Blog Directory - Blogged foodliterate: MSG - Good or Bad?

Friday, October 9, 2009

MSG - Good or Bad?

MSG – monosodium L-glutamate. One of the most commonly despised ingredients in the US. What is so horrible about this ingredient that hundreds of pages of the Internet are spent on its bashing? I’m not sure why it is so vilified, but I do know quite a bit about the ingredient.

MSG is the sodium salt of the amino acid glutamic acid. It is produced by fermentation of glucose (usually from molasses) to glutamic acid which is then neutralized with sodium hydroxide to produce sodium L-glutamate. In 1908 a Japanese scientist was researching the flavor enhancing properties of a seaweed used in cooking (Laminaria japonica). But MSG does more than “enhance” flavor; in fact, I don’t like that particular description. MSG is more of a potentiator than an enhancer. It attaches to receptors on your taste buds so that you taste things more intensely. It also affects your perception of mouthfeel, complexity and roundness/harmony of flavors. We call this sensation Umami – the fifth flavor (the other four are: sour, sweet, bitter, salty).

Glutamates (there are other salt versions besides sodium) occur naturally in vegetables, meats (beef, poultry, pork, fish), and milk (including human breast milk). Some foods with the highest levels of glutamates include mushrooms, tomatoes, cheese, chicken, soy sauce, and Worcestershire sauce.

Glutamates are often misrepresented as MSG. Many of the websites demonizing this material infer that those of us in the food industry are purposely misleading consumers by hiding MSG in other ingredients such as caseinate, whey protein, yeast extract, gelatin, etc. when in reality these are naturally occurring sources of gluamates and not “hidden” MSG. That is not to say we don’t add MSG to foods, we do, but it is labeled.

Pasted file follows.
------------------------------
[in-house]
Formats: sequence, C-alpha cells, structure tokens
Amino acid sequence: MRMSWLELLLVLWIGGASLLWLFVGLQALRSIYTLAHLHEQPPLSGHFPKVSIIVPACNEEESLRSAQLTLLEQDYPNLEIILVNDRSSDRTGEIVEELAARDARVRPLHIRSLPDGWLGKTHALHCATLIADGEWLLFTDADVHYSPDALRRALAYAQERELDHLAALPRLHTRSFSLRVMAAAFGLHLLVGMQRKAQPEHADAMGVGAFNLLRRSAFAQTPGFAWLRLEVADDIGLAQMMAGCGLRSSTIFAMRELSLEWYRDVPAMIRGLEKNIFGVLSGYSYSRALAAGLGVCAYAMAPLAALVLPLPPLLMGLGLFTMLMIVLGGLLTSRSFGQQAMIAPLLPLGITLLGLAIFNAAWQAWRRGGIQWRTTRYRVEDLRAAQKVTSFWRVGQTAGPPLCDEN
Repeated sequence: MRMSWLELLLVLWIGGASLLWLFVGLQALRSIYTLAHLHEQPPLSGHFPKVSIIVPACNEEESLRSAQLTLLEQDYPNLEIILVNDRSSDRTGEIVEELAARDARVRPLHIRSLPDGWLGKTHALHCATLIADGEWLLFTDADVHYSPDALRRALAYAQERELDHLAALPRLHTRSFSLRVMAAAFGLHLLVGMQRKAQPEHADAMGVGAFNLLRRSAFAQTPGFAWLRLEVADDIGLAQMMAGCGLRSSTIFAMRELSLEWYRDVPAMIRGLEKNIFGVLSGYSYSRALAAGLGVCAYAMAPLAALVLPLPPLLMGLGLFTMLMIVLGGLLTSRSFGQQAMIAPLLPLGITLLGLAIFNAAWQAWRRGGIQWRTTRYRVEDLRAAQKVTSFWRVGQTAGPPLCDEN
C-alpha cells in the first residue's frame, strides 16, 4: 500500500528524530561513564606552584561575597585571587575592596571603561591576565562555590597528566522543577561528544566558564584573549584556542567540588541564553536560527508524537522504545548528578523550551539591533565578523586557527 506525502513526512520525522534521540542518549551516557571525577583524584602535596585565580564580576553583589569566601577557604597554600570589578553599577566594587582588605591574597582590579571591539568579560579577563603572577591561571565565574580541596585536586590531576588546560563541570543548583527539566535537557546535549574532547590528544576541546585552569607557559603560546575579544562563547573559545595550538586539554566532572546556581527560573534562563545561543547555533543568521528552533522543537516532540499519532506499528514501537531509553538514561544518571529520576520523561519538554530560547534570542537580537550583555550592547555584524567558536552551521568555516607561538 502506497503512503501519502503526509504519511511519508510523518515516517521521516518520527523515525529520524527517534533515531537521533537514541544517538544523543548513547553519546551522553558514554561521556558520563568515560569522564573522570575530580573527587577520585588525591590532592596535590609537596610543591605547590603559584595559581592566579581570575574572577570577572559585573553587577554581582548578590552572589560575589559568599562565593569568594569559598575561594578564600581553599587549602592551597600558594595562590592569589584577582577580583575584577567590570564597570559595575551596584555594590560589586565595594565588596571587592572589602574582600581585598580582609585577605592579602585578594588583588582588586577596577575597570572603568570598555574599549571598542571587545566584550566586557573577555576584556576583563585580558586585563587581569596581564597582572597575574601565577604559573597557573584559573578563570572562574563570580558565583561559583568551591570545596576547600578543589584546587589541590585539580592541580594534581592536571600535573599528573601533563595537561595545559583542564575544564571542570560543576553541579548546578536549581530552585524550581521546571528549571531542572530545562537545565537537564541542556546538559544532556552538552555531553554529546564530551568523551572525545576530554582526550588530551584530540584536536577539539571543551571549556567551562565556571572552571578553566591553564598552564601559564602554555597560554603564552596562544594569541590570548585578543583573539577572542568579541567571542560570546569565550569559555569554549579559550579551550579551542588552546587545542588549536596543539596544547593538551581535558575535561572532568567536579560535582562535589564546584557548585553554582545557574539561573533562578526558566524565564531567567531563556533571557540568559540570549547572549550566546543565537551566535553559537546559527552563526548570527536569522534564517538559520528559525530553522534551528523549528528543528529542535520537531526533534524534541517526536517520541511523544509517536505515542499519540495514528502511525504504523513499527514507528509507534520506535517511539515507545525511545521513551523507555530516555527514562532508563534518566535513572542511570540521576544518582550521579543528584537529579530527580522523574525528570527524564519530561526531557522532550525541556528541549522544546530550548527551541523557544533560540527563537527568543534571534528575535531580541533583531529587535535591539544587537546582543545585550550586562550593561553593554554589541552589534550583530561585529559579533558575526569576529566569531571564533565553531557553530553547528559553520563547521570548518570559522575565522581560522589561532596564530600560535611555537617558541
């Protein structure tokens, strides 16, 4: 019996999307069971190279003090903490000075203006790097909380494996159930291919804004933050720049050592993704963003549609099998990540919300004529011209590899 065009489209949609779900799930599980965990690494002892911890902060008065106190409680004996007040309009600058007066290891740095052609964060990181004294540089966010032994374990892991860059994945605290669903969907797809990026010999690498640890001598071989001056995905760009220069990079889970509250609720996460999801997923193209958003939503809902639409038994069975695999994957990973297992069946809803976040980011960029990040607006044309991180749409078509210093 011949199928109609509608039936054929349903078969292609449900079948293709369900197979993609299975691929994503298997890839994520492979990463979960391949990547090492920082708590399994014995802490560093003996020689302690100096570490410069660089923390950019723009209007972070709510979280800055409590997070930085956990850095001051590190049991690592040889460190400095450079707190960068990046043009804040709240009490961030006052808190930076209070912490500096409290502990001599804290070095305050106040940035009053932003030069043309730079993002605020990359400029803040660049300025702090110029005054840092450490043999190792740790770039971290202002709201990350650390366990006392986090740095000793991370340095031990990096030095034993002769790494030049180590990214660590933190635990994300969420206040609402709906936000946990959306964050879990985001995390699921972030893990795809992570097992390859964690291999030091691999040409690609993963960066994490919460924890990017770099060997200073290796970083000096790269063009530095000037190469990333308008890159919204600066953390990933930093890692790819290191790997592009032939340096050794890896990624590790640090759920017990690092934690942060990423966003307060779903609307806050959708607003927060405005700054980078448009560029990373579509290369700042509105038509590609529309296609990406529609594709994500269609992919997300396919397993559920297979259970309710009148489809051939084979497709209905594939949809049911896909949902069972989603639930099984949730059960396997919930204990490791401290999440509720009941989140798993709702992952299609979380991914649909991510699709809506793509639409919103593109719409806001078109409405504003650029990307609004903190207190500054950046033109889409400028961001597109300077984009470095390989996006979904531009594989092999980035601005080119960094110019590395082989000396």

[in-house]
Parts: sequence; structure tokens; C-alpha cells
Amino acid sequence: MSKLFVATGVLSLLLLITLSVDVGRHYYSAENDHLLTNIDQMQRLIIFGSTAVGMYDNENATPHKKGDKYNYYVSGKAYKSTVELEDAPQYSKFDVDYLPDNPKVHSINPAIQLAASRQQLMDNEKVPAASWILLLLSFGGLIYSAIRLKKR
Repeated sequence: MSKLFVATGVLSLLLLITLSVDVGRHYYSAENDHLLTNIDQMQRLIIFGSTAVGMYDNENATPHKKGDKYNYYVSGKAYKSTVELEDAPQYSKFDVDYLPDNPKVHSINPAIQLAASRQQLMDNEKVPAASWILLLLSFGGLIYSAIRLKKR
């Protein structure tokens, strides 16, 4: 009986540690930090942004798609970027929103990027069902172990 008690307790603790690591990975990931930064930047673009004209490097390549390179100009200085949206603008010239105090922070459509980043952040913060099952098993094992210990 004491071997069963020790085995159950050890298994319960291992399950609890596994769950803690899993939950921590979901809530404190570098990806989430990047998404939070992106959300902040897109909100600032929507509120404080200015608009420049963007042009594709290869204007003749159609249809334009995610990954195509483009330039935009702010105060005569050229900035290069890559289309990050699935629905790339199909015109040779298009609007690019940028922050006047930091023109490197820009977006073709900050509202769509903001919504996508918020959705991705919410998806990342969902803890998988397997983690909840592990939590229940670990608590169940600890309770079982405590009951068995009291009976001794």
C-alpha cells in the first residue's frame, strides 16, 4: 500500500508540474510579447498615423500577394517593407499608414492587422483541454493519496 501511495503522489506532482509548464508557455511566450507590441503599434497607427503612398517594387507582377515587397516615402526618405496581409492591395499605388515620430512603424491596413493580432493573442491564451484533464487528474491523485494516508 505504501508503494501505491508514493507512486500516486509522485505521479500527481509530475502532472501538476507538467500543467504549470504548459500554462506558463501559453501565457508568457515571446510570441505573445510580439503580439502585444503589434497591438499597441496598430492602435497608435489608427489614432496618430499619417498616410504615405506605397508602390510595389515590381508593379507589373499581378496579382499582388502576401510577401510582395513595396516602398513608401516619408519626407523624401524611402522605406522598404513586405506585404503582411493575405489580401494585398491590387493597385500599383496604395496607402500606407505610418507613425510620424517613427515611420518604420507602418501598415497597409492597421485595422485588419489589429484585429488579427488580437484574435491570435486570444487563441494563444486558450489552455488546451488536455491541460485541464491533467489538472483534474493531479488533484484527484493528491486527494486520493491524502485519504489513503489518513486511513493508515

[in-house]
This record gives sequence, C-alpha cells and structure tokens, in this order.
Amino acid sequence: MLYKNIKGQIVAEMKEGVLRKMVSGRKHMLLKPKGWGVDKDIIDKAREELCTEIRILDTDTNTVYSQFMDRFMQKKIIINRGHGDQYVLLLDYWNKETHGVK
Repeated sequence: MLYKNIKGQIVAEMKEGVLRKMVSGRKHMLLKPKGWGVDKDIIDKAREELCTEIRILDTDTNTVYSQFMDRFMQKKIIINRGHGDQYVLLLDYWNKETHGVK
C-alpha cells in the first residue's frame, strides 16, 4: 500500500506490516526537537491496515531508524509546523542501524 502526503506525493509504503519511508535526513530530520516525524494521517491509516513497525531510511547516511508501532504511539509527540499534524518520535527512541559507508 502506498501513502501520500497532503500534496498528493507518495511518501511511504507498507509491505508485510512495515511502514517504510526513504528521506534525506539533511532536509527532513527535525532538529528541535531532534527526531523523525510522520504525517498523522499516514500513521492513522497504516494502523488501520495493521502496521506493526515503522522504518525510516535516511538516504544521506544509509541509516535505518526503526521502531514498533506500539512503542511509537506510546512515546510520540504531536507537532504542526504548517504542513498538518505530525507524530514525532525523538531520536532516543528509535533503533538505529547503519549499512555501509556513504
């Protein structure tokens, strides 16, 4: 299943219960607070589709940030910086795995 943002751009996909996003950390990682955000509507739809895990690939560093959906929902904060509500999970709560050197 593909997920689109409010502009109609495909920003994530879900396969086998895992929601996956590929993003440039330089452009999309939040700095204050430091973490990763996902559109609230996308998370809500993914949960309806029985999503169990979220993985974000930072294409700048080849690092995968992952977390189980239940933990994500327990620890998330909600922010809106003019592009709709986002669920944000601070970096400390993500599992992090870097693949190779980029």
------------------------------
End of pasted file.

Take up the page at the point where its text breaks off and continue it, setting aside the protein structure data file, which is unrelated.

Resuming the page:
If you firmly believe that you react to MSG, then nothing I’m saying is going to change your opinion, and that is fine. (Personally, I have a jar of MSG in my spice rack; I love adding it to soups and gravies.) Avoiding MSG should prove rather easy, glutamates less so, and glutamic acid nearly impossible. (I just have to say, I’ve never heard someone who just ate a big piece of chicken cooked with mushrooms and tomatoes ever complain about symptoms).

There has been and continues to be ongoing research into the effects of MSG consumption. Although to date, nothing conclusive has been produced (and reproduced) to show any negative effect of consumption, if you are at all concerned, make sure you eat other foods along with your MSG. The dilution effect should be enough to ward off any potential side effects. And of course if you are watching your sodium intake, you should be aware of the high sodium content of MSG containing foods.

I hope that this was informative (and no, I do not work for or with any MSG companies – I’m not working any angles here). Please let me know what other questions you have about the foods you eat - I'm here to help!

1 comment:

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